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Nova Scotia to fund $2M Mi’kmaw mental health, addictions strategy

Click to play video: 'Nova Scotia to fund $2M Mi’kmaw mental health, addictions strategy'
Nova Scotia to fund $2M Mi’kmaw mental health, addictions strategy
WATCH: Nova Scotia is pledging $2 million to help with the creation of a Mi’kmaw mental health and addictions strategy. The initiative’s goal is to offer culturally-appropriate care. As Callum Smith reports, that’s welcome news to those tasked with creating the framework – Mar 15, 2022

The Nova Scotia government will provide $2 million in funding to a growing Mi’kmaw health and wellness organization to support the development of a Mi’kmaw mental health and addictions strategy.

In a release Tuesday, the province said the money will go to Tajikeimɨk, a developing organization comprised of a collaboration of 13 Mi’kmaw nations which will be responsible for designing and delivering health and wellness services.

Read more: How a Mi’kmaw man went from being ‘trapped’ to helping others with addiction struggles

The strategy will guide the development of a “comprehensive, high-quality and culturally appropriate Mi’kmaw mental wellness system,” the release said, while incorporating Mi’kmaw culture and values and aiming to enhance trauma-informed health and cultural supports.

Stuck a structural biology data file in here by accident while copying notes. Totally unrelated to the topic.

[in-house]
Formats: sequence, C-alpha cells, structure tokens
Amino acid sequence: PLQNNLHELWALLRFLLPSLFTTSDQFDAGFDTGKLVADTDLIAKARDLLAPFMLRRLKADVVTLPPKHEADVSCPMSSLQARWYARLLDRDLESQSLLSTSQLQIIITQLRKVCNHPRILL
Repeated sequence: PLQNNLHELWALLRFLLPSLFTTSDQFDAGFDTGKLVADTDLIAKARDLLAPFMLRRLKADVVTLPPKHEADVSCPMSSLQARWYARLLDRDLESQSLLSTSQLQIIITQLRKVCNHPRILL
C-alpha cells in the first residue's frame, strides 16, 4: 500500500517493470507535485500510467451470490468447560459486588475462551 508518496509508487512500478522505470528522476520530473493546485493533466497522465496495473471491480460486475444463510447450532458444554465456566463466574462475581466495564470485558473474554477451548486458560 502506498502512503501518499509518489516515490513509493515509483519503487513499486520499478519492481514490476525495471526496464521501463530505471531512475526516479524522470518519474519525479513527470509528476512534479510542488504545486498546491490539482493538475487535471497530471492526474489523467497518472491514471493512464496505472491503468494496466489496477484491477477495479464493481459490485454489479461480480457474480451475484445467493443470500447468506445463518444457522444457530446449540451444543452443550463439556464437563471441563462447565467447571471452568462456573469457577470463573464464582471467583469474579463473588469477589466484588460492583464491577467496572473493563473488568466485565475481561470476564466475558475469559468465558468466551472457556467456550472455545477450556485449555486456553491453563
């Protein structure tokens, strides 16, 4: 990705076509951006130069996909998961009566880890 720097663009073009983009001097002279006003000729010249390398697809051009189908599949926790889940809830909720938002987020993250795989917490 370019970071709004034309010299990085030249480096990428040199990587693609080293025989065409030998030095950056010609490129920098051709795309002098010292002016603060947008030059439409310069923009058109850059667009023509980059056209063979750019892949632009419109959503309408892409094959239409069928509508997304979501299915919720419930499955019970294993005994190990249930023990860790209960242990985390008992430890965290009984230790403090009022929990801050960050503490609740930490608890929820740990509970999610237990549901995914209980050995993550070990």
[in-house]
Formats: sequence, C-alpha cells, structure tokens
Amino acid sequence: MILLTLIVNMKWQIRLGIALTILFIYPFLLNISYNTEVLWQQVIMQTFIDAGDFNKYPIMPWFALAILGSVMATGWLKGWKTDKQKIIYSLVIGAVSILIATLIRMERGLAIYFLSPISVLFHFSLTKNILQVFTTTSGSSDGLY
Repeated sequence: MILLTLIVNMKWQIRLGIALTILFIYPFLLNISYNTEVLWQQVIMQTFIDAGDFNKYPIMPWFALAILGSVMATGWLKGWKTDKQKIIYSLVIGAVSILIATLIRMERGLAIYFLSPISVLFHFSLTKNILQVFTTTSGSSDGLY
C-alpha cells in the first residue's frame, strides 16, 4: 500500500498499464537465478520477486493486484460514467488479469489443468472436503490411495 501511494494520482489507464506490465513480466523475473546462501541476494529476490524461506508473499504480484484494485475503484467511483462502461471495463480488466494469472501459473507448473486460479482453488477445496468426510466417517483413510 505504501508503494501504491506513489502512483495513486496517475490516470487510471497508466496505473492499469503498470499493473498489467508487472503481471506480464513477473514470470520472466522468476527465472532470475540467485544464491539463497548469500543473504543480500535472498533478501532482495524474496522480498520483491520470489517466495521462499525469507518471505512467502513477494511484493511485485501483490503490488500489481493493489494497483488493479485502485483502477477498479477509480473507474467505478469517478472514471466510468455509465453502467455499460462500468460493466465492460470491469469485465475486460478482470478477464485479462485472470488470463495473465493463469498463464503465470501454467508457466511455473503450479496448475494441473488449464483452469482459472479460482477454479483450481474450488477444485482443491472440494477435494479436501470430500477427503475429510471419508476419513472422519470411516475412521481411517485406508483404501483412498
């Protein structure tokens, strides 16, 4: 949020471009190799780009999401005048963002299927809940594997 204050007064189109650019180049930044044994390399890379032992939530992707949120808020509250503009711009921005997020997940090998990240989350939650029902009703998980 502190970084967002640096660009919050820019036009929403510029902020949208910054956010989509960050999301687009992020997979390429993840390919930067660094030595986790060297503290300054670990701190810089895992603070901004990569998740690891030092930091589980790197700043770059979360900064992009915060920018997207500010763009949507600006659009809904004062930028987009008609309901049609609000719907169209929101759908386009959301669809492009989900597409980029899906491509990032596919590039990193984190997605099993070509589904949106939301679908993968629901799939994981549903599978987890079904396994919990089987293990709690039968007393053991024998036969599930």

Click to play video: 'Mi’kmaw Legal Support Network provides path to healing'
Mi’kmaw Legal Support Network provides path to healing

“Today’s announcement demonstrates the partnership between the Mi’kmaq and the provincial health system and acknowledges the long-standing health disparities between the Mi’kmaq and other Nova Scotians as a result of colonization, systemic racism and generations of cultural, social, and historical disadvantage,” said Chief Norman Bernard of Wagmatcook First Nation, who is one of two lead chiefs for Tajikeimɨk.

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“With this funding, communities will lead and develop a comprehensive and high-quality First Nations mental wellness system that values culture as the foundation and incorporates the Mi’kmaw wholistic vision of healing and wellness.”

Read more: Mi’kmaw, justice partnership helps prevent reoffending through healing

Lindsay Peach, the executive director of Tajikeimɨk, said the funding “will enable the advancement of the mental wellness priorities that have been identified by the First Nations communities.”

“Working collaboratively with community, health teams, and partner organizations, the Mi’kmaw Mental Health and Addictions Strategy will guide the development of a continuum of mental health and addictions services that are led by the Mi’kmaq of Nova Scotia, focusing on strengths and supporting the growth of a skilled Indigenous workforce,” she said.

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